Where Do I End and You Begin (human brain)
  • Where Do I End and You Begin (human brain)
  • 2019
  • carbon on paper
  • overall dimensions 1.6 m H x 2.8 m W
  • photo credit Paul Litherland
Where Do I End and You Begin (barn swallow)
  • Where Do I End and You Begin (barn swallow)
  • 2018
  • carbon on paper
  • overall dimensions 1.6 m H x 2.8 m W
  • photo credit Paul Litherland
Where Do I End and You Begin (ruby-throated hummingbird)
  • Where Do I End and You Begin (ruby-throated hummingbird)
  • 2019
  • carbon on paper
  • overall dimensions 1.6 m H x 2.8 m W
  • photo credit Paul Litherland
Where Do I End and You Begin (eastern loggerhead shrike)
  • Where Do I End and You Begin (eastern loggerhead shrike)
  • 2019
  • carbon on paper
  • overall dimensions 1.6 m H x 2.8 m W
  • photo credit Paul Litherland
Where Do I End and You Begin (Fleuve St Laurent at Tadoussac)
  • Where Do I End and You Begin (Fleuve St Laurent at Tadoussac)
  • 2019
  • carbon on paper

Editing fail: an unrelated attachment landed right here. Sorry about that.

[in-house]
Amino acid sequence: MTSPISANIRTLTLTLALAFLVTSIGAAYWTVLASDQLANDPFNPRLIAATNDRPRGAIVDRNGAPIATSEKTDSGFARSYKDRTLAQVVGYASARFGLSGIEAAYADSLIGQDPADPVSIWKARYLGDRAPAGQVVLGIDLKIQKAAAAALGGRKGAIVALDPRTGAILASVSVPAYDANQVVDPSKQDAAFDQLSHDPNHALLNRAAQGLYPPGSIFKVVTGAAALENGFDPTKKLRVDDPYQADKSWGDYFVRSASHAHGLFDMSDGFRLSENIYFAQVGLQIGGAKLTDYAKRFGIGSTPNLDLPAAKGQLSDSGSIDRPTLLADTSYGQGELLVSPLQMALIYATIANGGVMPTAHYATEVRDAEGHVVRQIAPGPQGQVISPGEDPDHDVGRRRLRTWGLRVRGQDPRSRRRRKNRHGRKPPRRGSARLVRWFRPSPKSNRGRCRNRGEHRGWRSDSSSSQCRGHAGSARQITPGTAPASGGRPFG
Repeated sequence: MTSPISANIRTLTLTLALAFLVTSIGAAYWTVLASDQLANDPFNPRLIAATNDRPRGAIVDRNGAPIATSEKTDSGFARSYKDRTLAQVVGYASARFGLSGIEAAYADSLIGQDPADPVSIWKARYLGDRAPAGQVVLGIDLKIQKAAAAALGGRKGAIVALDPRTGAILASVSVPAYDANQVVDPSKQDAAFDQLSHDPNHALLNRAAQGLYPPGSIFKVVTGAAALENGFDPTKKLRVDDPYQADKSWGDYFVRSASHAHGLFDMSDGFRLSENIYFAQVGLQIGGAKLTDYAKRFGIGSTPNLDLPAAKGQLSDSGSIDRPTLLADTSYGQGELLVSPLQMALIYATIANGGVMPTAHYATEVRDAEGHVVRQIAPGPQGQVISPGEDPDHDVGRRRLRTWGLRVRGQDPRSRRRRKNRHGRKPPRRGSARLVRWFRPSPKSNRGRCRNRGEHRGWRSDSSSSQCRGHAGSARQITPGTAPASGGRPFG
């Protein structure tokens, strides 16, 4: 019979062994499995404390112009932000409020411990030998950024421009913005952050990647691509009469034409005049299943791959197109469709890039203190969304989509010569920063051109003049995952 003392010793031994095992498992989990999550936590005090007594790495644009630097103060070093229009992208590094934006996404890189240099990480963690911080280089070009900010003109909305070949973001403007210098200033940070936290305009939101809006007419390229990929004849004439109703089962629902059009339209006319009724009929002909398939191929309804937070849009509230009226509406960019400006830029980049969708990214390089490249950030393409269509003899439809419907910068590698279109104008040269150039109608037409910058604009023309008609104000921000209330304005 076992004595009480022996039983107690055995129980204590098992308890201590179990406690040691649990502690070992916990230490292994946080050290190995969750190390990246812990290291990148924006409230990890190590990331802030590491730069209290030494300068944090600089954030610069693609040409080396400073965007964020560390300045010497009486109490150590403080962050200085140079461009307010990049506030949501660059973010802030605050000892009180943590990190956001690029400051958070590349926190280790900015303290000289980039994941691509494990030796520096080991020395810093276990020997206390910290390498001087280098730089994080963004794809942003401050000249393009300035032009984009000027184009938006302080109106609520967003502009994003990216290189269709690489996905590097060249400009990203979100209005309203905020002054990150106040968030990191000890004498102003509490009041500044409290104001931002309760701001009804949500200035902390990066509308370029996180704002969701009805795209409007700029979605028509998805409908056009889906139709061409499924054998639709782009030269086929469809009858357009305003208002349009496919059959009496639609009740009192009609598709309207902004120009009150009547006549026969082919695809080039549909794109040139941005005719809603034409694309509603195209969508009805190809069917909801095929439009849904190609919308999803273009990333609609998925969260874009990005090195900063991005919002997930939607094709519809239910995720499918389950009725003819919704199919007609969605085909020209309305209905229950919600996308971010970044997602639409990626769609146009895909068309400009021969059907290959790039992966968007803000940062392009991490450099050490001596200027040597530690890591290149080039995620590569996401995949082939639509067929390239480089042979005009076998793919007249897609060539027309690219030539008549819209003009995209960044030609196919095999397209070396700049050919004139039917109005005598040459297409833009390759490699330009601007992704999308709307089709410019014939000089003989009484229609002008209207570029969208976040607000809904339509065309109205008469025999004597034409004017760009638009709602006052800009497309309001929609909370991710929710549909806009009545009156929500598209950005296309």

• overall dimensions 1.6 m H x 2.8 m W
  • photo credit Paul Litherland

The ongoing series of drawings collectively titled Where Do I End and You Begin are made using carbon - the element of which all known life on Earth is composed. In these paired and mirrored works, one image is drawn with the left hand and one drawn with the right. The symmetry in the drawings echoes the bilateral symmetry of our own bodies. They allude to the urgent necessity to find some kind of balance in our relationship with the other-than-human species and ecologies with which we co-exist

Observed drawings have been made from a 3D print built from MRI scan data of the artists own brain. The left hand was used to draw the right hemisphere of the brain and right to draw the left in the same way that when we use our left hand, it is the right side of the brain that controls it, and vice versa. Three diptych depict migratory bird species that are indigenous to Qu├ębec - each species annual passage from the northern to the southern hemisphere and back, is being impacted by human induced climate change. A third pair of drawings depict the surface of the water of the Fleuve St Laurent at Tadoussac - the undulation of the water echoing the crenellations of the human brain